Medical Billing & Coding For Dummies
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The majority of medical billing and coding training programs begin with basic human anatomy and physiology, more commonly referred to as body systems. You need to understand how each organ within a particular body system works, how disease or illness affects the system, and why the treatment was necessary.

Most textbooks contain diagrams specific to each body system. These diagrams show the organs within each system and describe the function of each organ as it relates to the individual system. In addition, you’ll see illustrations showing cells, tissues, and several different types of disease processes. As you read the text, closely study the illustrations. Doing so not only clarifies the general concepts, but it also reinforces the information. The human body has ten systems, each of which is made up of specialized organs that must work together for the human body to function properly and efficiently. When one system is affected by illness, all the other systems are affected in some way.

A solid foundation in human anatomy and physiology is a huge asset when taking the certification examination. In fact, it’s a prerequisite for most American Health Information Management Association (AHIMA)–accredited programs and is suggested (but not required) for AAPC (American Academy of Professional Coders) programs. But knowing human anatomy and physiology is important for more than just passing the test. Without a thorough understanding in anatomy, you’ll have a difficult time locating the correct procedural codes. After all, you need to know which part of the body is being treated so you can apply the proper codes.

The circulatory system

The circulatory system transports nutrients and gasses to all cells of the body. There are two parts of this system:
  • The cardiovascular system is composed of the heart, blood vessels, and blood.
The cardiovascular system Illustration by Kathryn Born, MA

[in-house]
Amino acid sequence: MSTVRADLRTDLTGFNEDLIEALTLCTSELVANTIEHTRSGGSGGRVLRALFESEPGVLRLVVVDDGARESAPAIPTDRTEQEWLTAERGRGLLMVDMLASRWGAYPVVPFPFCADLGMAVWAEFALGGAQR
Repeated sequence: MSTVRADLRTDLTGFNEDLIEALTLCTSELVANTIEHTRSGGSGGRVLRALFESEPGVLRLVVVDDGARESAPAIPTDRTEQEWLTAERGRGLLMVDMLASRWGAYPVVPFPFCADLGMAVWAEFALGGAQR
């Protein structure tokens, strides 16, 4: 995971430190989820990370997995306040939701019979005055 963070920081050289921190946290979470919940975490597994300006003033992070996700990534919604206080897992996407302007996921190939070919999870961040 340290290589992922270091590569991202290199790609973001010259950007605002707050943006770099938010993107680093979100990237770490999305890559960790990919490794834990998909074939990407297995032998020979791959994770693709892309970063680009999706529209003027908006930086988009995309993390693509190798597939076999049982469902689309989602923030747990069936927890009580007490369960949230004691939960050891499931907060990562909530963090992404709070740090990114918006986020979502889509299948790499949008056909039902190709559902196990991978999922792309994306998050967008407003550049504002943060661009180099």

The cardiovascular system, the heart of the circulatory system.
  • The lymphatic system is made up of the lymph nodes, lymphatic vessels (which carry the lymph fluid), the thymus (the gland that helps produce T-cells, which are a type of white blood cell), and the spleen, as well as other parts.
The lymphatic system Illustration by Kathryn Born, MA

The lymphatic system, another part of the circulatory system.

The digestive system

The digestive system, shown in the following figure, converts food into nutrients that the body can use (or metabolize). The primary organs of this system are the mouth, stomach, intestines (small and large), and the rectum. The system’s accessory organs (organs that assist the system in performing its function) are the teeth, tongue, liver, and pancreas.

The digestive system. Illustration by Kathryn Born, MA

The digestive system.

The endocrine system

The endocrine system maintains growth and homeostasis (a fancy way of saying the body’s “status quo”). It is made up of the pituitary gland, pineal gland (the gland that secretes melatonin, the hormone that regulates the sleep-wake cycle), thyroid gland, hypothalamus, adrenal glands, and ovaries in the female and testes in the male, as well as some other parts. The following figure shows the endocrine system.